II. Minister of Benediction. — It will be obvious, from the nature of the case, that a benediction is imparted by a superior to an inferior. (see Heb 7:7, where this is explicitly stated). Hence it is laid down in the Apostolic Constitutions, that a bishop may bestow the blessing, and receive it from other bishops, but not from priests; so, too, a priest may bless his fellow-priests and receive the blessing from them or from a bishop; the deacon merely receives and cannot impart the blessing. Thus, if a bishop be present, to him does the Benedictio super plebem appertain, and only in the absence of a bishop, unless special authority be given, is it permitted to the priest, whose blessing, however, is not held as of the same solemn import as that of the bishop. The ancient Sacramentaries do not distinguish between episcopal and sacerdotal blessings; while in later times a minutely developed system has been formed. The benedictions were divided into solemnes and communes, magnoe and parvoe, etc. The Benedictio solemnis appears to have belonged strictly to the bishop, and to his representative in his absence; other benedictions the priest may confer in the presence of the bishop; but they can in no case be imparted by a deacon or layman. Benedictio parva and Benedictio magna are thought by some to be the blessings conferred by the priest and bishop respectively; others say, that the former is a private benediction, while the latter is a public and solemn one. From the 8th century abbots who were priests have possessed sundry episcopal rights, including that of benediction within the limits of their own cloisters.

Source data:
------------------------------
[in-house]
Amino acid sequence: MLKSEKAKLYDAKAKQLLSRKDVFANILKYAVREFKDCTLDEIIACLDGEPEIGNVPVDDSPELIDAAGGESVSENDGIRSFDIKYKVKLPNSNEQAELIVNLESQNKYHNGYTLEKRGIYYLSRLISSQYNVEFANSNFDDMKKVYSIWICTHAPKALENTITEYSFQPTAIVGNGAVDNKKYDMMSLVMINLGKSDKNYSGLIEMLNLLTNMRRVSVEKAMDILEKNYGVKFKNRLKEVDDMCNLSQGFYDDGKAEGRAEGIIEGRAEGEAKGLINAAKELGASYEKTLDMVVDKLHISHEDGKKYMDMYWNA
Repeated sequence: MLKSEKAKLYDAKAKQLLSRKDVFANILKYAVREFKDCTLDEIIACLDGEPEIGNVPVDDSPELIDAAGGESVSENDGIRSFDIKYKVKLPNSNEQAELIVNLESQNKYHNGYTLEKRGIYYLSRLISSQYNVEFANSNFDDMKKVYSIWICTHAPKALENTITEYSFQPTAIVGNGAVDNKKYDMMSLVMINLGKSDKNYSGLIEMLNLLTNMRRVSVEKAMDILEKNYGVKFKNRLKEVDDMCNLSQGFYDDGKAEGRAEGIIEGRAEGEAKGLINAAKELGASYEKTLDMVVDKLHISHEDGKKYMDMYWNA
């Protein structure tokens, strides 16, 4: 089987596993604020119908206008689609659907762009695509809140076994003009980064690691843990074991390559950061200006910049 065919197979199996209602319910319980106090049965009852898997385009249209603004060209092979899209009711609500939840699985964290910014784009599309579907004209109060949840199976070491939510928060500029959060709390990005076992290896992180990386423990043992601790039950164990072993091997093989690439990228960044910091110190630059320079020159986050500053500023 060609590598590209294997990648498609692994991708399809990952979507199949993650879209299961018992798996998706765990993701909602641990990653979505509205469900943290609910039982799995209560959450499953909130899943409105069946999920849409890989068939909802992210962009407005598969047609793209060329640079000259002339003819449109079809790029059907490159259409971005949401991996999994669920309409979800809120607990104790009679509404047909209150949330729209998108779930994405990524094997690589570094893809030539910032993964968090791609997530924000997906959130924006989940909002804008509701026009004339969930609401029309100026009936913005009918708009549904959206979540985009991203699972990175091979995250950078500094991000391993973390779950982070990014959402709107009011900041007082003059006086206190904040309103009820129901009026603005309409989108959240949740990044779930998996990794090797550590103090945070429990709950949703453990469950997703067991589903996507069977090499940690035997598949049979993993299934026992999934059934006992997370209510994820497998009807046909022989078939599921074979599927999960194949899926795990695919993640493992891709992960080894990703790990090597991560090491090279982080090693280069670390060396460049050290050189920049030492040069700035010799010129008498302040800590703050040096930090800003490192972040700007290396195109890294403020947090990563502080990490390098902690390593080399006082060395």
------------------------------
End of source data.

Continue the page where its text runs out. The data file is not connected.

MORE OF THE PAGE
III. Objects of Benediction. — Benedictions are of the following classes:
1. Personal, i.e. such as are in immediate connection with various holy offices. and specially liturgical. These include (a) general blessing; the one communicated to the whole congregation in the dismission formula; or (b)